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Wednesday, February 28, 2007

The Catholic Worker as Environmentalist

I want to pass along another interesting website for a community organization based in Austin, TX. The Rhizome Collective is working to create models for urban sustainability. (Emphasis mine.)

"The Rhizosphere focuses on the design and display of functioning ecological tools and technologies. Our goal is to create environmentally sustainable systems that provide for people's basic needs: food, water, waste management, energy, and shelter. By having these systems on display, we hope to educate and inspire others to continue the work of building sustainable infrastructures.

Our design criteria include: affordability, simplicity, space efficiency, beauty, and the utilization of recycled and low energy materials. Special attention is given to forming a closed loop system, where the yields of one system provide for the needs of another. The systems of the Rhizosphere are based on the design principles of permaculture.

We encourage the development of systems which are decentralized and locally based, that empower individuals, villages and communities with greater self-reliance. When our needs are provided for in a small, intensively cultivated space, we reduce the impact we have on the environment at large, as well as our reliance upon systems of oppression.

These techniques can be applied in the global north or south, and while our design focus is on urban environments, they can easily be adapted to rural spaces."

They also run a program that distributes books to inmates, a freecycle-style store, an independent media outlet and a child center is in the works. If you are near Austin or Albany, NY be sure to check out their upcoming weekend intensives where you can learn about rainwater harvesting, biofuels, microlivestock or discuss social justice and anarchy. It's seems like a natural gathering for any Catholic Worker envisioning the agrarian lifestyle Maurin and Day strived for on their farms. Groups like the Rhizome Collective and Path to Freedom prove that self sufficiency isn't only for those located on 40 rolling acres. We can help feed people in the city with food from the city. Small neighborhoods and close knit neighbors are the best defense against hunger, homelessness and despair.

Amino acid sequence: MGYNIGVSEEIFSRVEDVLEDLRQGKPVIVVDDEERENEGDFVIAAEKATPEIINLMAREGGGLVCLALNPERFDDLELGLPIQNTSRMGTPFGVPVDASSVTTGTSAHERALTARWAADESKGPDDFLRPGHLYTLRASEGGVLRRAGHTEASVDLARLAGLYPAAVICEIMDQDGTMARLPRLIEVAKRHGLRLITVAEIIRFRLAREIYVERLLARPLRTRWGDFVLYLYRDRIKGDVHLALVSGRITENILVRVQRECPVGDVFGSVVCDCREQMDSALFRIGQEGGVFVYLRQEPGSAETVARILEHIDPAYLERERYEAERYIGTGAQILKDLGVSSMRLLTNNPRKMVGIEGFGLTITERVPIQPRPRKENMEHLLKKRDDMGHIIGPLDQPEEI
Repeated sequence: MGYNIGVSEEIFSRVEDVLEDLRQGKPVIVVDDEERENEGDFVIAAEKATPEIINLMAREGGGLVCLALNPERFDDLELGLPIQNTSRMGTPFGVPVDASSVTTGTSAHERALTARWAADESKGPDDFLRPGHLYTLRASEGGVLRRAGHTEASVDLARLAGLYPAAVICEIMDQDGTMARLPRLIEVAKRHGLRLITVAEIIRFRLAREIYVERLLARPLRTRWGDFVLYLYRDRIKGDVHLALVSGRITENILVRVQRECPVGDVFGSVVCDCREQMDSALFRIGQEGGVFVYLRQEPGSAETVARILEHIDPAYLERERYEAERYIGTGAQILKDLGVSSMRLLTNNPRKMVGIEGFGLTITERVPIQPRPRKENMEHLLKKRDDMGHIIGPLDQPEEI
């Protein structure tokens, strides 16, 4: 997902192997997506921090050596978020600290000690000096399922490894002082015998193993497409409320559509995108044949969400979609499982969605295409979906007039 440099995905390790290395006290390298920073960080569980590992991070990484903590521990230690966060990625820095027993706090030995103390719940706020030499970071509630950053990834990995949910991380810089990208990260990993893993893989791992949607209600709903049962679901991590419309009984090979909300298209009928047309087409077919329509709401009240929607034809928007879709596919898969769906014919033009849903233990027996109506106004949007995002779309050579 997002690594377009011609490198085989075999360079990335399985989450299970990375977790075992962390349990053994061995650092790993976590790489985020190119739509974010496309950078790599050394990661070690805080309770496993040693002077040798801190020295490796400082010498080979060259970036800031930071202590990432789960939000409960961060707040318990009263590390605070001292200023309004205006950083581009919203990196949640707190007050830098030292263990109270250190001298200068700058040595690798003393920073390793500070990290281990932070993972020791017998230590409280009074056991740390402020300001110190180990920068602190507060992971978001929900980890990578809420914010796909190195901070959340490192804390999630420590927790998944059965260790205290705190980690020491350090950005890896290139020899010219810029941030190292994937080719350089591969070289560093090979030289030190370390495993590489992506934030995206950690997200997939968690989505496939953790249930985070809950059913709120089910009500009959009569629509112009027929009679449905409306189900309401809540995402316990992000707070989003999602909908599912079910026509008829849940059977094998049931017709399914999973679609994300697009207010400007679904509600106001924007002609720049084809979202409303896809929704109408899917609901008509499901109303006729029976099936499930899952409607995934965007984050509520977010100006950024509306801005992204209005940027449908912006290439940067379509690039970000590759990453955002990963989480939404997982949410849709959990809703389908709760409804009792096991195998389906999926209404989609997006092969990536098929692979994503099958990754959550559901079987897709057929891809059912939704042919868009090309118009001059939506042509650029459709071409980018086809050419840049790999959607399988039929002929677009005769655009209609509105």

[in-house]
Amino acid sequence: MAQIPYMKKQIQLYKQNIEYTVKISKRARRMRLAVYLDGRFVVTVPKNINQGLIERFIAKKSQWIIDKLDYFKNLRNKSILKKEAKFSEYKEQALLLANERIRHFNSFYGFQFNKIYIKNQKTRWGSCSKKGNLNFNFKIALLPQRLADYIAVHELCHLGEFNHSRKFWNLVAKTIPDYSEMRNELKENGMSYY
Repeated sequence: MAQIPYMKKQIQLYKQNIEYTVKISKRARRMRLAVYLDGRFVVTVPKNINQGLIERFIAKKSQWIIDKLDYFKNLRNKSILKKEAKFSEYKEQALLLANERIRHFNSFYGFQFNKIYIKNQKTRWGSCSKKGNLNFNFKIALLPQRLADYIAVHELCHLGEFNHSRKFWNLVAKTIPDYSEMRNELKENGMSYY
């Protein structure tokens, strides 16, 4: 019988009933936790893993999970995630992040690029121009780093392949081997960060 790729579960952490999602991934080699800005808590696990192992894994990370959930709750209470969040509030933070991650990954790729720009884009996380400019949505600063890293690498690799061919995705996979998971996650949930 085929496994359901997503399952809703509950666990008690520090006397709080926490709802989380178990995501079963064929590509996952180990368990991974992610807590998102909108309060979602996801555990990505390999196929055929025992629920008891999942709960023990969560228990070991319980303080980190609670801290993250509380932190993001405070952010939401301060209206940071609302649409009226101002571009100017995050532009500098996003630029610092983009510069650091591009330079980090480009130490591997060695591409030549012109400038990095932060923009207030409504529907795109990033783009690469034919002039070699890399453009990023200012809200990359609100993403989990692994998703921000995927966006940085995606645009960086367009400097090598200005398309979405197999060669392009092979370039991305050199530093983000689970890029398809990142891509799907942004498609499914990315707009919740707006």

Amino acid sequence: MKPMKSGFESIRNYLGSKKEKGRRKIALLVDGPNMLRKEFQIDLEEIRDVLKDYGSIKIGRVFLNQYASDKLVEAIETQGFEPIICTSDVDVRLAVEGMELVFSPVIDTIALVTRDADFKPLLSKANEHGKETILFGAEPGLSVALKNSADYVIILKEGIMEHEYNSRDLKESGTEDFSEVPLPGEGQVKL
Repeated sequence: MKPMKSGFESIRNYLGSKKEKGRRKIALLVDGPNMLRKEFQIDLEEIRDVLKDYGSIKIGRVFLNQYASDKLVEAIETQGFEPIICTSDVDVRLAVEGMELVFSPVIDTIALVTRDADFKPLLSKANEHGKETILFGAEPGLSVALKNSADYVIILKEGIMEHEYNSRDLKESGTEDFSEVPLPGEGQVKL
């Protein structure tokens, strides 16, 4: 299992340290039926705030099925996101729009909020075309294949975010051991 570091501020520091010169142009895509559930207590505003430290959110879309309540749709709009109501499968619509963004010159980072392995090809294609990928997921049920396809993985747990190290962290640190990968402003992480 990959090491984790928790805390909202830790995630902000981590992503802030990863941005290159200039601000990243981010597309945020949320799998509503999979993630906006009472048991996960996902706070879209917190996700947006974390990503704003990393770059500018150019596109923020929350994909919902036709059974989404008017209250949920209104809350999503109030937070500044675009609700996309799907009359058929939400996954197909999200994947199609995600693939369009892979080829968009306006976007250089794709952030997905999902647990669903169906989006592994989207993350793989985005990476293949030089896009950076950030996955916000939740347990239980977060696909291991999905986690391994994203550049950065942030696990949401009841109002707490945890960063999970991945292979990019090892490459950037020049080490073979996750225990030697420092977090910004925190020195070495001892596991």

They're pretty much doing everything I want to do, the only thing that's missing is any mention of God. That is where the Catholic Worker vision and the environmentalist's mission differ. The Earth is a gift from God to be treasured; the earth is not the god to be worshiped. We don't need to get into specifics like global warming or pollutants in our water, yet, we need to be mindful of how our actions damage the precious planet we've been given as an earthly home. Christian principals dictate good stewardship of all of God's creation. Contrary to popular belief, today's media, advertising and society at large, doesn't. People say they give a damn about the Earth but they drive a gas guzzling car 30 minutes to Starbucks while Lawndoctor swings by their 3,300 sqft McMansion and douses the lawn with Agent Orange lite. But they're doing "their part" by installing compact fluorescents in all 172 of their indoor and outdoor landscaping lights. Plus, they buy organic cereal and free range beef flown in from across the country at their local Mega Grocery.
It's an inconvenient truth people; it's not just the big companies. It's you and me who are heating things up around here. You know what would be fabulous for the planet? If everyone took their suburban plot and turned it into a homestead and stopped driving a hour to work everyday. Can't afford your McMansion without the daily 9 to 5? Then move to a smaller home. You know, houses under 2,000 sqft. They do exist and people made do with them until near the end of the 20th century. We're not just loosing rainforests we're loosing open space across America to sprawl. Try growing your own food and raise your own animals on your lawn so we don't need to ship in food from Communist China. Plus, you'll get all the free fertilizer you need with a couple cows, bunnies or chickens. Or at least shop the local farm stands in your town. Keep buying those compact fluorescents but maybe get rid of half of your decorator fixtures. City dwellers can adopt the principles of Rhizome or PtoF.
I guess the problem is, doing these things is hard. We want to feel like we're helping the planet without having to change our daily routine. Picking up environmentally friendly disposable diapers is easy. Using, washing and air drying cloth diapers is harder. Leasing a Prius is easy, biking to work or accepting less pay to work at home is harder. Buying organic produce at Wal-Mart is easy, growing your own is harder. We want accountability for large corporations that pollute, and rightly so, but why should we expect change from them when we continue to buy their products and live our own reckless lifestyles?
The Catholic Worker Movement and Distributism both offer an environmentally friendly and spiritually sound solution to the moral and environmental decline of modern society. One is a mirror of the other. But doesn't that make sense? For if we follow the teaching of Christ we cannot bring ourselves to recklessly destroy anything created by God. Until the environmentalist's merge their thinking with that of the Church, I foresee much more destruction.